The town of Gorizia looked deserted except for the long column of troops and guns moving through it. It was raining ceaselessly. Many trucks and carts were also moving along the main road. There was a block on the road and the traffic had stopped moving. Two engineers were sitting in the car beside Bovello. If Henry would let them, they could ride with them since they had been separated from their own unit. Henry gave his permission. In Aymo’s car were two girls who looked fiercely at anyone who came near them. They were crying and they said they were virgins. Aymo and the other men had to keep their distance from them because of it. A retreat was no place for two virgins who were probably very religious. He wondered what Catherine might be doing then. Probably she was asleep, even if she was uncomfortable with the advancing stage of pregnancy. Henry was extremely concerned for Catherine and he thought that he was going to have a son.

Their progress was often stalled because of more and more peasants joining the column of the retreat. The rate of progress in daylight was very slow, and Henry decided that they should find a side road or go cross-country if they ever hoped to reach Udine. The peasants had saved whatever they could--mirrors, sewing machines, chickens, and ducks--and had them piled up on the carts. Henry surveyed the place a little and found that a small road led off to the north between two fields with a hedge of trees on both sides. He informed Aymo, Piani, and Bonello of the plan. Aymo said that he couldn’t leave his “virgin family” behind. The virgins and the sergeants could come with them because, if the cars were stuck in the mud, they could push them. As they traveled on the side road, they saw a deserted farmhouse. They found some cheese, apples, and wine, which served as breakfast. Henry pointed out to the sergeant that an army traveled on its stomach, meaning they moved slowly. The sergeant countered that time was more precious. Then, they continued with their journey.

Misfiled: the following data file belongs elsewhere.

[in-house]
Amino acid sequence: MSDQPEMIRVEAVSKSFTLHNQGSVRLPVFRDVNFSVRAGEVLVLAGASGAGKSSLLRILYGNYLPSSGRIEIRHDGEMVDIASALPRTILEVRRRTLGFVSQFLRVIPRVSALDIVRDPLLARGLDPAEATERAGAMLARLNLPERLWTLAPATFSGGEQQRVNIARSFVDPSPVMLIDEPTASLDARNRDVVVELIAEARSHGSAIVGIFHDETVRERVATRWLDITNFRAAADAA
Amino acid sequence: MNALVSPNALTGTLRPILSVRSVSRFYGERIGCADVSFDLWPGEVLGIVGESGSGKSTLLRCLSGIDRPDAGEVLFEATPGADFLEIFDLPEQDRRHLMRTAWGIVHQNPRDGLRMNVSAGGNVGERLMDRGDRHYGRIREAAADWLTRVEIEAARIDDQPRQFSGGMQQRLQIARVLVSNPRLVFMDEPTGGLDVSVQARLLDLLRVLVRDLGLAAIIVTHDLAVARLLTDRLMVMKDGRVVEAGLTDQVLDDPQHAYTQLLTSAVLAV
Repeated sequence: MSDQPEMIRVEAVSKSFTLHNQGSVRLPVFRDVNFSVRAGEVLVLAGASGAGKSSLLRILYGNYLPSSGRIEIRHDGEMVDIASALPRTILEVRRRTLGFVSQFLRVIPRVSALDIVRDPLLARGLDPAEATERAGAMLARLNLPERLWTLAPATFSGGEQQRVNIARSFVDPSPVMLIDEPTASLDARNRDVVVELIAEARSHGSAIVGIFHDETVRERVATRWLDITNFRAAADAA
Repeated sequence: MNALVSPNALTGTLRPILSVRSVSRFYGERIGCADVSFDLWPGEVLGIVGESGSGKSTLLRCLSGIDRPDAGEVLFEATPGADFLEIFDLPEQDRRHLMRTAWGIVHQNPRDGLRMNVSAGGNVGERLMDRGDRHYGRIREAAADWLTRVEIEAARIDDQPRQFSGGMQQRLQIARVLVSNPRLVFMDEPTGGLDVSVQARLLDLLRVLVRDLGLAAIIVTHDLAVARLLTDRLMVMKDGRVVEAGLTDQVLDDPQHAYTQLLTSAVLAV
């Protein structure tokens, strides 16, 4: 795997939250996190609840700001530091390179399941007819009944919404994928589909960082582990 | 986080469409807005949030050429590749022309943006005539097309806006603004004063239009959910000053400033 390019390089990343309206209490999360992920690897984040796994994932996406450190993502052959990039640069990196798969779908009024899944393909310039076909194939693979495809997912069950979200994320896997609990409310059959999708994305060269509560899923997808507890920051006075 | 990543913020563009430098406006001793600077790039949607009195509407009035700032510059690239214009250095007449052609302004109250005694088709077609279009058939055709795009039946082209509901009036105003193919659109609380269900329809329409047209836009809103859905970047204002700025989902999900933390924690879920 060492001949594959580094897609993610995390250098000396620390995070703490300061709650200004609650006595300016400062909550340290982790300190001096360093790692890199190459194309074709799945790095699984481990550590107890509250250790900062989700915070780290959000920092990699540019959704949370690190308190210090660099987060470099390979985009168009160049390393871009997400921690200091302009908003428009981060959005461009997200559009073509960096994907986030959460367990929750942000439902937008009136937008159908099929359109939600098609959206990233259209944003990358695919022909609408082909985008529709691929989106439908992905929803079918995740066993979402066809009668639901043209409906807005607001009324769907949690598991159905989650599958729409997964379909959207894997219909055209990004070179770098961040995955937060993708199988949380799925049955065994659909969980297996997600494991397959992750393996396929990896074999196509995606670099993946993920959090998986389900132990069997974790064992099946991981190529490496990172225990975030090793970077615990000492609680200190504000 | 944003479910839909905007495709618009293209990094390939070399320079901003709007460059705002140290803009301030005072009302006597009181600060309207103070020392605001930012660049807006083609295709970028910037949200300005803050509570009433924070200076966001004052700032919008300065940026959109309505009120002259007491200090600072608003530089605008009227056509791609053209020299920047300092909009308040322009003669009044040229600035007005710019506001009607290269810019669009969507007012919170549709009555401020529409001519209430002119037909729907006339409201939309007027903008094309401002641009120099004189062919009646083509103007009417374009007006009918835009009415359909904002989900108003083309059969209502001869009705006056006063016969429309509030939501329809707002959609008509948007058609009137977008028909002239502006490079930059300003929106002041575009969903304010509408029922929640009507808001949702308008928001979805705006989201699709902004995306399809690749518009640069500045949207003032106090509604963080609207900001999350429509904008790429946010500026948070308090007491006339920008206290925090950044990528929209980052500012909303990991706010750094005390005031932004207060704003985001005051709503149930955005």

Henry does not consider the fact that the women may be lying about their virginity out of fear of being raped by him or the other soldiers because, as a soldier, rape is not a fear of his; it is not something he has to think about. Similarly, he assumes the Catherine is comfortable in her late pregnancy, not throwing up and miserable. Hemingway complained vehemently about Willa Cather writing about World War I in One of Ours, a novel which is much more graphic and anti-war than this, because she was a woman and did not know anything about war (her brother, who fought in the war, was the model for her protagonist); Cather responded to Hemingway that if he can write about pregnant women and childbirth, she can write about war.

The gloomy aspects of war are described nicely: a retreat is much better than advance. A note of pathos is struck when the peasants, leaving their homes behind, try to salvage, pathetically, little tidbits. War involves the displacement of normal people who are not directly connected to it.

Henry reveals a surprising side to his nature. He can make decisions, give orders, and see to it that they are implemented. He is an officer and a gentleman, and a friend to his subordinates. He is becoming the Hemingway hero, who is a gentleman among soldiers, but is also highly disrespectful of women.